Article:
Almost 80% of jobs are never advertised. As a recruiter, business mentor and career coach, I’ve spent over 16 years encouraging people to invest time and effort into building their networks.
‘Networking’ was traditionally viewed as a business related activity. Commonly the remit of senior executives in an organisation and, more often than not, male ones at that, networking wasn’t viewed as an integral part of life-working, or, rather of making life work.
Social networking sites such as Facebook and LinkedIn have opened the doors and changed the networking landscape forever. It appears that individuals feel more confident connecting virtually than they do walking into a room full of strangers. As a busy working mum with a 4 year old to consider, I also value the fact that I don’t have to be somewhere fully groomed and alert at 7 a.m.! I can do my networking at my leisure, on an evening, with my son tucked up in bed.
So, why bother networking in the first place?
I’ve heard it said many times that your net worth is directly related to your network. Having an established network is the foundation for your success – be it career, business or life in general. Having an established network gives tremendous power to those who understand its value and then ‘work’ it.
How to build your network
Below are my four top tips for building a solid network – that works:
- Start with who is on your network already. This may sound pretty obvious. However, I find that many people get put off when faced with a blank sheet of paper. Once they start to list the people that they already know, other people often spring to mind – and the confidence to start approaching new people starts to grow.
- Start with the end in mind. Why do you want to network? Are you seeking a new job, looking to grow your business, or recruit? Do you want a support network? Define your objectives for networking. What kind of people do you need to network with to achieve your objectives? Knowing your goals and objectives is critical to your su
ccess. Also remember that you can have more than one network and may want to separate business and personal networks.
- Combine online and offline (traditional) networking. There are many social (online) networking sites such as Facebook, LinkedIn, Twitter, etc., as well as blogging sites. Where you decide to network will be driven by what you want to achieve. There has been a tendency over the last few years to rely purely on online networking. This trend is beginning to turn. Online networking is only part of your networking strategy. Relationships formed in person and over a period of time will always be the strongest and deepest. So start thinking about how you can get out there and connect in person again.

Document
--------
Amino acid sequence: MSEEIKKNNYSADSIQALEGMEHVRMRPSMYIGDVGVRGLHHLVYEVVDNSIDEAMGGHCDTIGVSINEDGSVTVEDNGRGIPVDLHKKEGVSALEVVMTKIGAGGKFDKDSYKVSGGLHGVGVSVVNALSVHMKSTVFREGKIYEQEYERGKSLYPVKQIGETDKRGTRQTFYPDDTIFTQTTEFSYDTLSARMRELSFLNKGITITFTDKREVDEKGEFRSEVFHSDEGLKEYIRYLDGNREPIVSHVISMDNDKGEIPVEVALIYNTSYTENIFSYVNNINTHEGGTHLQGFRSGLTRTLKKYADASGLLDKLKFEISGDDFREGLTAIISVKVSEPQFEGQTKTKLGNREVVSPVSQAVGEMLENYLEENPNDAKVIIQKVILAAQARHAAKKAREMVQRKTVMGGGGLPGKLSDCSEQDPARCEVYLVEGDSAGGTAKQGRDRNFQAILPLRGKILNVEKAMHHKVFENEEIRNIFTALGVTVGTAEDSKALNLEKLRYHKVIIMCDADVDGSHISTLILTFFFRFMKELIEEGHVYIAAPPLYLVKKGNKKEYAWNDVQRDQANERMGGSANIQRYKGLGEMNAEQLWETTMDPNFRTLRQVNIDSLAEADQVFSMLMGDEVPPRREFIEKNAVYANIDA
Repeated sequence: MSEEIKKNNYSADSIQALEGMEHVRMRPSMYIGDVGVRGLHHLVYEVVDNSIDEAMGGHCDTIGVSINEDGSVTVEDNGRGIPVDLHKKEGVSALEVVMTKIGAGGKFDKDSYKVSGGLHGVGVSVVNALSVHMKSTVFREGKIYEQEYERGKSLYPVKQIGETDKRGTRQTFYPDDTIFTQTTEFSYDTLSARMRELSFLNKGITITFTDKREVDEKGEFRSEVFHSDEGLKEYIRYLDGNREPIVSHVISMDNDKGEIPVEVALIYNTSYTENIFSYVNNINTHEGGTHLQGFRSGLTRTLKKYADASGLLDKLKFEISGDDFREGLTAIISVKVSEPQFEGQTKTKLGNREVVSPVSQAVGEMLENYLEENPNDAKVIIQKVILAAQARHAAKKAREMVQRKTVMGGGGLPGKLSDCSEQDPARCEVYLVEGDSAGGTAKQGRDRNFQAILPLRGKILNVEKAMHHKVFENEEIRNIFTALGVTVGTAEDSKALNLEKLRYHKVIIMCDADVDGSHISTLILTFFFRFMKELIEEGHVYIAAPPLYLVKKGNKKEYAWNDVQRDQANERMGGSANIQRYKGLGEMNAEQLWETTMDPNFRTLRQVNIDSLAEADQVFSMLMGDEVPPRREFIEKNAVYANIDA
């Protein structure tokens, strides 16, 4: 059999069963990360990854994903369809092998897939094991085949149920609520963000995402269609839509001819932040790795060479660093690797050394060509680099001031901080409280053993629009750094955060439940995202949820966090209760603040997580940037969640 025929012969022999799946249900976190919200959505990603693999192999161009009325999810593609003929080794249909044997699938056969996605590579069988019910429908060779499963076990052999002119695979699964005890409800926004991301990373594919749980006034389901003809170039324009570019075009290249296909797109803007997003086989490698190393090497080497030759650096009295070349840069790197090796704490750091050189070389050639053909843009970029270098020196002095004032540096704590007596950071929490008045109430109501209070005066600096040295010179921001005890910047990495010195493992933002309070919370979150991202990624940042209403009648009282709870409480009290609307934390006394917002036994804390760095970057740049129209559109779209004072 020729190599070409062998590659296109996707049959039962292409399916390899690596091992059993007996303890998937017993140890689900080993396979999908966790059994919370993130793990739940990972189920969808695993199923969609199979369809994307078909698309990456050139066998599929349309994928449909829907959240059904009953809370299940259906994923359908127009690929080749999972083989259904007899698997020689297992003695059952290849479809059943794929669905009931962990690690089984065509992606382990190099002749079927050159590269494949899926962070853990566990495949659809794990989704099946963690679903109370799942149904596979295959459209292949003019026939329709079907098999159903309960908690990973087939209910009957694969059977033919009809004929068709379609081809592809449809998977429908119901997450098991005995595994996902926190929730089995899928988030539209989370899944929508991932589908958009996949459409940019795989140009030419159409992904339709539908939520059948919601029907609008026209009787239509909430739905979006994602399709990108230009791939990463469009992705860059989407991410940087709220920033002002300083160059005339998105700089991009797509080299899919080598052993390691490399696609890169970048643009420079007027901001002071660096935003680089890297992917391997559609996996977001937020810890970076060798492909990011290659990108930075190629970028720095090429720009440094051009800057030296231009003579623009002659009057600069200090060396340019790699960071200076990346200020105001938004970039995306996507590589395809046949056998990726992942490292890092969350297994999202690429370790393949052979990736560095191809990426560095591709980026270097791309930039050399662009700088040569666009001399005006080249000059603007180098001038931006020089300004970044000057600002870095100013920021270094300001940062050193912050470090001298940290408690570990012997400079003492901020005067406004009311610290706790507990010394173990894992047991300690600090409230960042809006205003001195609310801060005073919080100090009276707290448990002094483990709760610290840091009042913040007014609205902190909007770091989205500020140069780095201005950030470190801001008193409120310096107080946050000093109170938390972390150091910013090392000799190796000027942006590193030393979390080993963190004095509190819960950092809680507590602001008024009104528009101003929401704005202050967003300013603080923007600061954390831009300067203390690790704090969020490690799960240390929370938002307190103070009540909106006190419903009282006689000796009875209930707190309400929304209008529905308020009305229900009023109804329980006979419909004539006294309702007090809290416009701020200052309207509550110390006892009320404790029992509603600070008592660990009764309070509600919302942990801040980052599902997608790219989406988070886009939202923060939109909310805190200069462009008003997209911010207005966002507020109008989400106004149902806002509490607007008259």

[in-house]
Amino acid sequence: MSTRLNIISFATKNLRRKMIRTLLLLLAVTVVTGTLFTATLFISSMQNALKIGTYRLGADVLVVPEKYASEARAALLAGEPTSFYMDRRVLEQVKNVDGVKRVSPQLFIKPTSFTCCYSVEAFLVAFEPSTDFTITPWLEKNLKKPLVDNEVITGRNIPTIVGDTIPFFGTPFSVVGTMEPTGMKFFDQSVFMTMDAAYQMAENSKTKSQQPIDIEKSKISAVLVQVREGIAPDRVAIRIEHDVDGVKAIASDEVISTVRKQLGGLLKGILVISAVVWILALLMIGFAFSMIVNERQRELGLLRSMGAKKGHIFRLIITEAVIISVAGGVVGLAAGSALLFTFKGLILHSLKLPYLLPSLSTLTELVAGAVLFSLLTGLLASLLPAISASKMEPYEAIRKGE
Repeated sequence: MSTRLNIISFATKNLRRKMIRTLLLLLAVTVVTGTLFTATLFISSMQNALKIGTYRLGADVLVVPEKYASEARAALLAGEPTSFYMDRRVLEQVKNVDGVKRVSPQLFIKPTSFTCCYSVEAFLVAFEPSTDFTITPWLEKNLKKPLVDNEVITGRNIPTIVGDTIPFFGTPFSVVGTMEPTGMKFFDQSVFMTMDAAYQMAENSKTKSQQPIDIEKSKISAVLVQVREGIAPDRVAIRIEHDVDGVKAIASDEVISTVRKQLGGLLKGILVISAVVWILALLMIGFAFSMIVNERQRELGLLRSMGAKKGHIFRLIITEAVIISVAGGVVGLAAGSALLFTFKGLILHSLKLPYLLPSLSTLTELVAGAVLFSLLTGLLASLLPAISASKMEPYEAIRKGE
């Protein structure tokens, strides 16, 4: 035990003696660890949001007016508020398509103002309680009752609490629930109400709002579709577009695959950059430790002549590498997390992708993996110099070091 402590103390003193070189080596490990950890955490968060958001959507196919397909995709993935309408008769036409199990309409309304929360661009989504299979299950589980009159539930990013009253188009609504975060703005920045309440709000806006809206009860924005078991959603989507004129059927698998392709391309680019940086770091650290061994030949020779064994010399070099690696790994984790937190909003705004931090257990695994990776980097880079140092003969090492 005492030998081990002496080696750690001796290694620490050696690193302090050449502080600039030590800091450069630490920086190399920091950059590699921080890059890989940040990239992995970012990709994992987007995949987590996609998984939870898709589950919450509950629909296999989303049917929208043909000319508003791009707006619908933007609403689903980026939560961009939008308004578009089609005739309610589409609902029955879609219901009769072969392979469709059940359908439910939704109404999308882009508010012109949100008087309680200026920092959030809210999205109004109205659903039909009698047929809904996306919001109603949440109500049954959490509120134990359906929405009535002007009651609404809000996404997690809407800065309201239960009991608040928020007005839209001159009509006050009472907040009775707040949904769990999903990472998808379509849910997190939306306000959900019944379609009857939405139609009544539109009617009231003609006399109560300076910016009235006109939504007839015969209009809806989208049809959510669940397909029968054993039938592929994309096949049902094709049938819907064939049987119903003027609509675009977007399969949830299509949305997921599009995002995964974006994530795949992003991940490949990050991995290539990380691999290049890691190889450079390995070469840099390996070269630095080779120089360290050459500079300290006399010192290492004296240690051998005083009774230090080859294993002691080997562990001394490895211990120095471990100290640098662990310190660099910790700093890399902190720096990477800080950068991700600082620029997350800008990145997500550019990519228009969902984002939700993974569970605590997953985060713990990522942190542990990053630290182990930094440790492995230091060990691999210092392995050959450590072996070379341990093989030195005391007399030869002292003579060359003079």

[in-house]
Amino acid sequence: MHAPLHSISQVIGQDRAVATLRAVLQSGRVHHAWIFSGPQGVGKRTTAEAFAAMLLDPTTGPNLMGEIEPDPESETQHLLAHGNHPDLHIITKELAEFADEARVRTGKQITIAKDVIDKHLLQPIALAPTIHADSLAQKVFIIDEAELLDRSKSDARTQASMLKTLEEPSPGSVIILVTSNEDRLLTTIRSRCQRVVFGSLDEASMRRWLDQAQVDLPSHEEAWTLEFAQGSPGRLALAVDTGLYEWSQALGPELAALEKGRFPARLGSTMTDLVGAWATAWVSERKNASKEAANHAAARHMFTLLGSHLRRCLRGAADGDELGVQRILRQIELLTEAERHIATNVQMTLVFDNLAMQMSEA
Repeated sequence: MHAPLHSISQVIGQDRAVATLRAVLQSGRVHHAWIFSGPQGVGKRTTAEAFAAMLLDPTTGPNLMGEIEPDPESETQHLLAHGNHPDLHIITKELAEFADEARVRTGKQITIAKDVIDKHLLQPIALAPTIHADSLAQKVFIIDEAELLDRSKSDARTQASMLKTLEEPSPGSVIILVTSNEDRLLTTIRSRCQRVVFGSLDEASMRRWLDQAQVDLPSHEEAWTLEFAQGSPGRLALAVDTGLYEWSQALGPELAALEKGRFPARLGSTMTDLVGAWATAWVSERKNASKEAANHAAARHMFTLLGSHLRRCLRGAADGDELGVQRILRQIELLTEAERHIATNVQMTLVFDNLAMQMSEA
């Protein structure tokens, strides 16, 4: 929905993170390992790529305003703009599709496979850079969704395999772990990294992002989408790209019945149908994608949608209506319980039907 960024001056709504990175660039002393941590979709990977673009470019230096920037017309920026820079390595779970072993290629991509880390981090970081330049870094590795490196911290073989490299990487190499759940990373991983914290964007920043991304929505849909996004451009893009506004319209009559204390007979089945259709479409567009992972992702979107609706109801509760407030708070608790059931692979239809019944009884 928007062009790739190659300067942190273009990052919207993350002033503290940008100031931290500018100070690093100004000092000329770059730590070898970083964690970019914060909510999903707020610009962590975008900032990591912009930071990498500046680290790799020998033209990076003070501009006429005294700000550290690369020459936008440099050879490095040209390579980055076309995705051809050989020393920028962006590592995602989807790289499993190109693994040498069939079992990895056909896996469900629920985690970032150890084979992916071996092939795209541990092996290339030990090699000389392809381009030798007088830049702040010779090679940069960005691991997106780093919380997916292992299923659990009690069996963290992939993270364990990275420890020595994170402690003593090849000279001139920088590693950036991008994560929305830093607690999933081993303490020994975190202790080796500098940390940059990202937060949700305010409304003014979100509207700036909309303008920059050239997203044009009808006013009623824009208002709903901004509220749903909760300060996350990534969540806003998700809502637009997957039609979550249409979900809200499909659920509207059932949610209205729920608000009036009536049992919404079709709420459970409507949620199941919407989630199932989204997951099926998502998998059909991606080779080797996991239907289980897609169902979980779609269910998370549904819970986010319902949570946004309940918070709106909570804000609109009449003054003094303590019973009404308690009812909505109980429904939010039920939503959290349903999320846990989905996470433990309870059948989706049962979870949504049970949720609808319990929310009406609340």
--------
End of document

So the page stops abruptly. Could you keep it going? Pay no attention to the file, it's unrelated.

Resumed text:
- Remember the two ‘C’s. For both forms of networking, contribution and consistency are vital to success. In our busy, often reactive, lives and work, networking can get pushed to a back burner (particularly traditional networking if it makes you uncomfortable). However, in order to build great relationships you need to engage with your networks regularly. This means having a plan to ensure you attend networking groups regularly and are active online at social networking websites.
A final thought…..
Women are natural relationship-builders. We often overlook this strength as it comes so naturally to us. Networking is merely another label for what we do naturally. So, get out there and do what you do naturally and brilliantly – and network.
Photo credit iStock Photo
About the author: Clare Fenwick began her life in recruitment and career development as a legal recruiter at the tender age of 21. Further to playing an integral part in the launch and development of an executive search firm in London, she moved to the Channel Islands in 2000 and furthered her career as an executive search consultant to the offshore financial services industry.
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